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Lewis : armus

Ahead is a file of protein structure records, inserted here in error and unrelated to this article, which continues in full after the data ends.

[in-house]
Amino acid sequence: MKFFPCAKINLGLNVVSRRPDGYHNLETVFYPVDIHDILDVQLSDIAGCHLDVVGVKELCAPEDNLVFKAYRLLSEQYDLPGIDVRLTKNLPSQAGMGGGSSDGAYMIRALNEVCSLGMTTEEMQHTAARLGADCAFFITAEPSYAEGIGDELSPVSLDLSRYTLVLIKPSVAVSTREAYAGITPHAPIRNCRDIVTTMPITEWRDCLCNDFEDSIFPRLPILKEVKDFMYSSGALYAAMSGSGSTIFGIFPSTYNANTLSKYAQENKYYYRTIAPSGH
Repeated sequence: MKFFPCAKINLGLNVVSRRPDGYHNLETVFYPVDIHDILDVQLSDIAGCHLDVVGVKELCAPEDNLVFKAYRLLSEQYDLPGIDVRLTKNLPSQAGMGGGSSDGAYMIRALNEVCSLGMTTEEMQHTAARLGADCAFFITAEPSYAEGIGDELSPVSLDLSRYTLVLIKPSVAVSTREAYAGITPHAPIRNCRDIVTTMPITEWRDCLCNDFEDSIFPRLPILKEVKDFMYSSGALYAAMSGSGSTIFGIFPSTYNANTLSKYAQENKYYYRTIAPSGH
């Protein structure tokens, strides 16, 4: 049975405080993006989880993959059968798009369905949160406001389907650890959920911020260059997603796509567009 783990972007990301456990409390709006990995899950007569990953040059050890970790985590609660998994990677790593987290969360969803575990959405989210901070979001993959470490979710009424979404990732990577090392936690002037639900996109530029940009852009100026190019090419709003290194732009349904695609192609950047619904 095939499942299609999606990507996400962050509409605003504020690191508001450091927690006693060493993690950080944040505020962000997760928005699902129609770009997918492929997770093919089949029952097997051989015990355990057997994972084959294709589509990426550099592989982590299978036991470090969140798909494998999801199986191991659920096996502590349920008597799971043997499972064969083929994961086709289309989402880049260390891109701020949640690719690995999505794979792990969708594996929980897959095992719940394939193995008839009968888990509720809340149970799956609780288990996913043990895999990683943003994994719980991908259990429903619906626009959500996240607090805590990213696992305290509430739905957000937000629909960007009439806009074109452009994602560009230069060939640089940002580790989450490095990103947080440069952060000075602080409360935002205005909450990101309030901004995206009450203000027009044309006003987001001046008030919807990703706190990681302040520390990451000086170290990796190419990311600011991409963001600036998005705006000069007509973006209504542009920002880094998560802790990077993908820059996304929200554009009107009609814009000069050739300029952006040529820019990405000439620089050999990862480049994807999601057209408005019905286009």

armus, armus, i, m., = ἁρμός [ ἄρω ; v. arma inct.], pr., a joining together; the shoulder where it is fitted to the shoulder-blade, the fore quarter (opp. suffrago), and, with few exceptions, of the shoulder of an animal, while umerus designates that of men. Lit.: solus homo bipes: uni juguli, umeri; ceteris armi, Plin. 11, 43, 98, § 243: digiti (Hippomenae in leonem mutati) curvantur in ungues: Ex umeris armi fiunt, Ov M. 10, 700.—So, elephantis, Plin. 11, 40, 95, § 233: leonis, id. 11, 39, 94, § 229: pantherae, id. 8, 17, 23, § 62 et saep.: leporis, Hor S. 2, 4, 44; 2, 8, 89: equi, id. ib. 1, 6, 106: arietis, Vulg. Num. 6, 19; ib. Exod. 29, 27.—Of men: latos huic hasta per armos Acta, Verg. A. 11, 644; Paul. ex Fest. s. v. armita, p. 4 Müll.—And of the arms of men, Luc. 9, 831.—* In a more extended sense, the whole side of an animal: spumantis equi fodere calcaribus armos, Verg. A. 6, 881; cf. Hor. S. 1, 6, 106.